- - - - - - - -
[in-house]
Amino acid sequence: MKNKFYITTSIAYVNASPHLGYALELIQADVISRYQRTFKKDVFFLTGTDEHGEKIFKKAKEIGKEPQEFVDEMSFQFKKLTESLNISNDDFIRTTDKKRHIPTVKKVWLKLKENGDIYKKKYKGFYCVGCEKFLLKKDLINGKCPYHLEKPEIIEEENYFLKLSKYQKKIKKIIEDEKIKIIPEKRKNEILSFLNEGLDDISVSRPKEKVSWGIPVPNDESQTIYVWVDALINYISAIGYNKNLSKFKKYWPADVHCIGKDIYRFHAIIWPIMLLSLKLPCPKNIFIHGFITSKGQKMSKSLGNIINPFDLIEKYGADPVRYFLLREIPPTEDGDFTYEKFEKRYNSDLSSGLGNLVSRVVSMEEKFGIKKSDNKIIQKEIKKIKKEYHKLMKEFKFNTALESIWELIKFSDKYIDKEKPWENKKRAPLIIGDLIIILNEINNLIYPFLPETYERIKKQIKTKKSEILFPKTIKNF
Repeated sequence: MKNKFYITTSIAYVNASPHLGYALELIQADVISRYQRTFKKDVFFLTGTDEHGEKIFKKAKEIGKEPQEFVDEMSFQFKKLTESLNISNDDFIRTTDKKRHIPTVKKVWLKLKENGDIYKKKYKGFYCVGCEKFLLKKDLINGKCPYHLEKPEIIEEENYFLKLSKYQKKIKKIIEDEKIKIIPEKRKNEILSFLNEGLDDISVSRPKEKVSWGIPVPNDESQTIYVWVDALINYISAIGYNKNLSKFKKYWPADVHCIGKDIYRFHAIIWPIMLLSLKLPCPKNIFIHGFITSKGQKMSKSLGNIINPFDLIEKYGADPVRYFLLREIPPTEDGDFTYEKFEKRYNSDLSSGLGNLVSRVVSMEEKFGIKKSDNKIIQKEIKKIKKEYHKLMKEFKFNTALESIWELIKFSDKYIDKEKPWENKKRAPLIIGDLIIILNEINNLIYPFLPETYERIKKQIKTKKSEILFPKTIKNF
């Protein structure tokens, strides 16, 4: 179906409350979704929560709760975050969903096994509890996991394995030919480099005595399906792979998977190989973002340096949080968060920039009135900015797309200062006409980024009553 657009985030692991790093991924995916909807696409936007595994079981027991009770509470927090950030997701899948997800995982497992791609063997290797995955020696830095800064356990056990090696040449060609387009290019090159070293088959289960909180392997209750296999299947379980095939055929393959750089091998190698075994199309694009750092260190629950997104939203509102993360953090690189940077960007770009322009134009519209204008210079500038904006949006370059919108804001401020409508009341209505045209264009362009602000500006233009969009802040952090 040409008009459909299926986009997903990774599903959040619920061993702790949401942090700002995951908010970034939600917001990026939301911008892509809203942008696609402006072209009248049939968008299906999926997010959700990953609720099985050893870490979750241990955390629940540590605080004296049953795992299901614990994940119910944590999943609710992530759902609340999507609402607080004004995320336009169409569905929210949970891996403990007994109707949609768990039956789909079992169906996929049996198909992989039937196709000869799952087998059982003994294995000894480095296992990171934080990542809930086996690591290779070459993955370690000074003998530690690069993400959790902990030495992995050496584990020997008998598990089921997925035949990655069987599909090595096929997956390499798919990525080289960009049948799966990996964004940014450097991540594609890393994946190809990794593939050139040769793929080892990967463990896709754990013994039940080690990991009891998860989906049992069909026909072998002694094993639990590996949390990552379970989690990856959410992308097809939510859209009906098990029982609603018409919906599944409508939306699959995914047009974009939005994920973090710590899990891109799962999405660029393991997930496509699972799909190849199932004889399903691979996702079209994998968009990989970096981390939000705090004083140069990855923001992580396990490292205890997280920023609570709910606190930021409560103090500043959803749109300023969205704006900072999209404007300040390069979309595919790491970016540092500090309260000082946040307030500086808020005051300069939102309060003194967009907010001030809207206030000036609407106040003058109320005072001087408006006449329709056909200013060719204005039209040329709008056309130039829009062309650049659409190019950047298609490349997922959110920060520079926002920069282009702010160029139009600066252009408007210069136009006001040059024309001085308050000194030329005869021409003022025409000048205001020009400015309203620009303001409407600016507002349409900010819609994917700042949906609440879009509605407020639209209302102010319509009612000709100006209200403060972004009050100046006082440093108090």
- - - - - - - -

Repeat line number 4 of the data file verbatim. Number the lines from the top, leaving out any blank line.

């Protein structure tokens, strides 16, 4: 179906409350979704929560709760975050969903096994509890996991394995030919480099005595399906792979998977190989973002340096949080968060920039009135900015797309200062006409980024009553 657009985030692991790093991924995916909807696409936007595994079981027991009770509470927090950030997701899948997800995982497992791609063997290797995955020696830095800064356990056990090696040449060609387009290019090159070293088959289960909180392997209750296999299947379980095939055929393959750089091998190698075994199309694009750092260190629950997104939203509102993360953090690189940077960007770009322009134009519209204008210079500038904006949006370059919108804001401020409508009341209505045209264009362009602000500006233009969009802040952090 040409008009459909299926986009997903990774599903959040619920061993702790949401942090700002995951908010970034939600917001990026939301911008892509809203942008696609402006072209009248049939968008299906999926997010959700990953609720099985050893870490979750241990955390629940540590605080004296049953795992299901614990994940119910944590999943609710992530759902609340999507609402607080004004995320336009169409569905929210949970891996403990007994109707949609768990039956789909079992169906996929049996198909992989039937196709000869799952087998059982003994294995000894480095296992990171934080990542809930086996690591290779070459993955370690000074003998530690690069993400959790902990030495992995050496584990020997008998598990089921997925035949990655069987599909090595096929997956390499798919990525080289960009049948799966990996964004940014450097991540594609890393994946190809990794593939050139040769793929080892990967463990896709754990013994039940080690990991009891998860989906049992069909026909072998002694094993639990590996949390990552379970989690990856959410992308097809939510859209009906098990029982609603018409919906599944409508939306699959995914047009974009939005994920973090710590899990891109799962999405660029393991997930496509699972799909190849199932004889399903691979996702079209994998968009990989970096981390939000705090004083140069990855923001992580396990490292205890997280920023609570709910606190930021409560103090500043959803749109300023969205704006900072999209404007300040390069979309595919790491970016540092500090309260000082946040307030500086808020005051300069939102309060003194967009907010001030809207206030000036609407106040003058109320005072001087408006006449329709056909200013060719204005039209040329709008056309130039829009062309650049659409190019950047298609490349997922959110920060520079926002920069282009702010160029139009600066252009408007210069136009006001040059024309001085308050000194030329005869021409003022025409000048205001020009400015309203620009303001409407600016507002349409900010819609994917700042949906609440879009509605407020639209209302102010319509009612000709100006209200403060972004009050100046006082440093108090």